Picture: LAUREN MULLIGAN
Here’s what went down:
Sipho refuses to burn out in quest for matric
While the pupils of Thaba Jabula Secondary School, Soweto, were in the playground enjoying their second break, legendary musician Sipho “Hotstix” Mabuse was in the principal’s office inquiring about his matric results.
Last year Mabuse, 61, enrolled for six subjects at the school’s adult education centre, harbouring hopes of completing his matric.
In 1968, when he was in Form 4 (Grade 11), Mabuse left high school to pursue a music career with African soul band The Beaters.
Despite having a successful music career that has kept him financially stable and enabled him to tour the world, Mabuse says he’s always had a yearning to complete his studies.
"At the back of my head there’s always been this voice reminding me that I didn’t write my matric exams," said Mabuse.
"I’ve learned that, with education, you develop confidence. It helps you interact with your peers and you get to learn things that can help you in your personal life, like how to manage your finances."
After passing four of the six subjects that he had enrolled for earlier this year, Mabuse returned to Thaba Jabula to re-write history and geography and to register for business economics.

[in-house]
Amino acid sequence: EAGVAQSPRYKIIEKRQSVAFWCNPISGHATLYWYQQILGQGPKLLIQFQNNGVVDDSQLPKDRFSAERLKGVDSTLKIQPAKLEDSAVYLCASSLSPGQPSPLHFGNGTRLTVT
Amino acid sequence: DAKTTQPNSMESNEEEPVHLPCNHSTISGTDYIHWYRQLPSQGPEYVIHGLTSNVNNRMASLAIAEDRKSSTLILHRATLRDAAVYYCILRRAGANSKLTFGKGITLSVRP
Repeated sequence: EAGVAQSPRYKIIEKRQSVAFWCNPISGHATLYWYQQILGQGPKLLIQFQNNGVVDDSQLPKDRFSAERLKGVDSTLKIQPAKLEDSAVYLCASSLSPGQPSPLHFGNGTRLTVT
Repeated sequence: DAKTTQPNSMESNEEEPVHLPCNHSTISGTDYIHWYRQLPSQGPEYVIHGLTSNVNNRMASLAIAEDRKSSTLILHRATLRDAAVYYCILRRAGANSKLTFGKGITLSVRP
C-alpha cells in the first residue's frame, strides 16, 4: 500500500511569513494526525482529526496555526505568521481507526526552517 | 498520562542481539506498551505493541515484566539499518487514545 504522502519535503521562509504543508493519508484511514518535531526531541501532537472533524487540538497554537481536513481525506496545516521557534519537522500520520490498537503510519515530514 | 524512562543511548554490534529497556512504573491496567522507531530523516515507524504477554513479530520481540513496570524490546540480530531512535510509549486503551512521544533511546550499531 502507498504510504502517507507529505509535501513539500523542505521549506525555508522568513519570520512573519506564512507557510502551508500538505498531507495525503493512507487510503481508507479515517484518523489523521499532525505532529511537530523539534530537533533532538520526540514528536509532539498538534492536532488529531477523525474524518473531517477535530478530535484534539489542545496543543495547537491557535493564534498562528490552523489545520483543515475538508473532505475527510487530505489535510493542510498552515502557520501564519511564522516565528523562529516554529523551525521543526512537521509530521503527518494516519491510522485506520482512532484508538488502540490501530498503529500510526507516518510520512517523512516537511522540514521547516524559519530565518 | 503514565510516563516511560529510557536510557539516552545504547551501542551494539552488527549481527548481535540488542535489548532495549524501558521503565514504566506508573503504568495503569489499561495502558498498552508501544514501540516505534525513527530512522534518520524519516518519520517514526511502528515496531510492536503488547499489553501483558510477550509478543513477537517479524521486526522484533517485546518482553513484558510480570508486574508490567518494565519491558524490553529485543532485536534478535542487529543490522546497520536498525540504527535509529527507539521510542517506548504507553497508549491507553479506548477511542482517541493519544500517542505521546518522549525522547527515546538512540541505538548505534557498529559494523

"In the music business we deal a lot with business economics. I felt that it was necessary for me to understand the dynamics of economics because, as artists, we deal with taxes, marketing and sales issues but very few artists do so with knowledge and understanding - that’s why so many die paupers," said Mabuse.
The musician was disappointed when the principal of the adult education centre told him that his results hadn’t arrived.
"The department says that we should wait until July 27 but they might speed up the process seeing as so many people are eager to find out about Hotstix’s results," joked principal Jappie Masombuka.
He said Mabuse’s pursuit of his matric has inspired everyone in the school.
"Our pupils, his peers at our adult education centre and the teachers have all been touched by his determination to get an education.
"It has motivated some of our scholars to work harder, and the teachers and parents to think about picking up the dreams that they abandoned," said Masombuka.
When The Times interviewed Mabuse earlier this year, he said that, once he had completed his matric, he would fulfil two more dreams - studying anthropology at “a university like Fort Hare” and writing a book about African music and cultures.
When asked what marks he hoped to get on his report card, Mabuse responded: “I know how much work I put in . I’m expecting to pass”- Refilwe Boikanyo For The Times, South Africa